What Does the Expression “Stem the Tide” Mean and Where Did the Saying Come From?

The general, yet incorrect, use of “stem the tide” is to deflect a serious problem, but tides can’t be deflected.

A stem is the upright beam, at the fore of the ship where the hull timbers form the prow.

The nautical maneuver against a surging tide is the same as against an angry sea.

The ship is turned to stem the onslaught.

To “stem the tide” means that to overcome serious problems, you must face them head-on.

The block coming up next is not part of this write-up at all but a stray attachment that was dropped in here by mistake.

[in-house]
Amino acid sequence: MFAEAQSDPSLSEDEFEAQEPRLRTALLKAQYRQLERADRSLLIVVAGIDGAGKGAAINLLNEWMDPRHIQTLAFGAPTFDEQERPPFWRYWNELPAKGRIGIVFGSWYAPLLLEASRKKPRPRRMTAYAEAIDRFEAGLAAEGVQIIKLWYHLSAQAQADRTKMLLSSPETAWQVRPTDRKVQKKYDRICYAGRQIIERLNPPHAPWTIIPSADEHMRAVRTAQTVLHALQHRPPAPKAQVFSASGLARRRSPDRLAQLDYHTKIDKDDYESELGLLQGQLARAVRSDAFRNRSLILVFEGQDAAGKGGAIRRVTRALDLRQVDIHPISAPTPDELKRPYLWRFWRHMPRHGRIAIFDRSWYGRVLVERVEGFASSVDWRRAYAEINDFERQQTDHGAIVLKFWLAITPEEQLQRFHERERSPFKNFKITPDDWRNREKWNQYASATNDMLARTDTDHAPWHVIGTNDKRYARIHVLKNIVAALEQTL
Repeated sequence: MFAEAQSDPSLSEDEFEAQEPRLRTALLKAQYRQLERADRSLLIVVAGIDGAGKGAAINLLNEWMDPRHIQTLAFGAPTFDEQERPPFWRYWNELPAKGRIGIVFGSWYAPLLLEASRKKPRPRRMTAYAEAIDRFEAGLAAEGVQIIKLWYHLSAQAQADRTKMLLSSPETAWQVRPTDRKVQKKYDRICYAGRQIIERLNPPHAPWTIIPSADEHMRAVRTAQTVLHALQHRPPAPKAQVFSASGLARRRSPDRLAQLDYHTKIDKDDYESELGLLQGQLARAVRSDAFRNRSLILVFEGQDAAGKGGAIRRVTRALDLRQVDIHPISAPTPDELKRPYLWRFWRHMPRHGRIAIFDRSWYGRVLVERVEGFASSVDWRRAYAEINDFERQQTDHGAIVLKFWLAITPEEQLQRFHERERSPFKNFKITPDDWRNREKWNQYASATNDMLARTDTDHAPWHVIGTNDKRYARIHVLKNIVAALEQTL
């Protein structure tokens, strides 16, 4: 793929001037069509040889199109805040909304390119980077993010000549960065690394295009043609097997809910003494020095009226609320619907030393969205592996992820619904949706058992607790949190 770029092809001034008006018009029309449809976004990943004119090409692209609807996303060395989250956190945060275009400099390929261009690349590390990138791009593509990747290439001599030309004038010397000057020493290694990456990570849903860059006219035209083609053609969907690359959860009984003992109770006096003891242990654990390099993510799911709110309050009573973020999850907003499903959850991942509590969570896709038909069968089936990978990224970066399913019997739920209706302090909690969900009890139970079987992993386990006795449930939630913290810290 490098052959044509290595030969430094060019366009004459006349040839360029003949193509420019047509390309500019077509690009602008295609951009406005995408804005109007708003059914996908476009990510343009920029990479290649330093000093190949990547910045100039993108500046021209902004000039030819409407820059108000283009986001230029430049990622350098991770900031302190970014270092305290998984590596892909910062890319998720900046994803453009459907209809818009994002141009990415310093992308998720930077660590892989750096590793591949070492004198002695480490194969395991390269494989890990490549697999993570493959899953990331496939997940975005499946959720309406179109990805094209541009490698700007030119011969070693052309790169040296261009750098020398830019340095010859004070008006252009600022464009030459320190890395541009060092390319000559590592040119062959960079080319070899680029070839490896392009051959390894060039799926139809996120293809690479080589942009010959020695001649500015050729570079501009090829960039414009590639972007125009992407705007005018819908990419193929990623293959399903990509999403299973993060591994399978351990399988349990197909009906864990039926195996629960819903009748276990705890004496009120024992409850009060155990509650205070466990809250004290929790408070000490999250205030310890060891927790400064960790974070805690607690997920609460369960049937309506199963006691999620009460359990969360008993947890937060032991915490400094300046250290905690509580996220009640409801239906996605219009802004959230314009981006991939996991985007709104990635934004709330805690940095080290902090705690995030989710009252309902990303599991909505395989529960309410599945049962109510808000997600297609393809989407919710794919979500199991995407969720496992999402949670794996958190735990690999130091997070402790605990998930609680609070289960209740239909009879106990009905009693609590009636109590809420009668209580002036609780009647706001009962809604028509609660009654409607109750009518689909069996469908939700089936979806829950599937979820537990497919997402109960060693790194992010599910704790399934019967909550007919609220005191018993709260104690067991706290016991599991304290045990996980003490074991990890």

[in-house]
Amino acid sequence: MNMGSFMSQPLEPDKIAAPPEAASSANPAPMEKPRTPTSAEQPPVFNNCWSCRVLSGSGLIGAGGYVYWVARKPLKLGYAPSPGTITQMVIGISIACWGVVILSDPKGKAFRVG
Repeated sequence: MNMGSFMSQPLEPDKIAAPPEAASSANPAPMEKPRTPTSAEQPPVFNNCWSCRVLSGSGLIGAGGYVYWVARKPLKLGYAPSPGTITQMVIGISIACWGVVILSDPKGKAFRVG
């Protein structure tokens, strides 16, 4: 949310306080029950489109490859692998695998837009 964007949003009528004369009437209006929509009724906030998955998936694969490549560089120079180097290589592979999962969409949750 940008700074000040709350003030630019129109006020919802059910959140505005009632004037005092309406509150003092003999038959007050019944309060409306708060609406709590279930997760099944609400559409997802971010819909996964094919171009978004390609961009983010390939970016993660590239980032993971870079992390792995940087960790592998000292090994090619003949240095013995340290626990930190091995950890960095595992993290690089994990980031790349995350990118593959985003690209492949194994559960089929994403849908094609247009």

About Karen Hill

Karen Hill is a freelance writer, editor, and columnist. Born in New York, her work has appeared in the Examiner, Yahoo News, Buzzfeed, among others.

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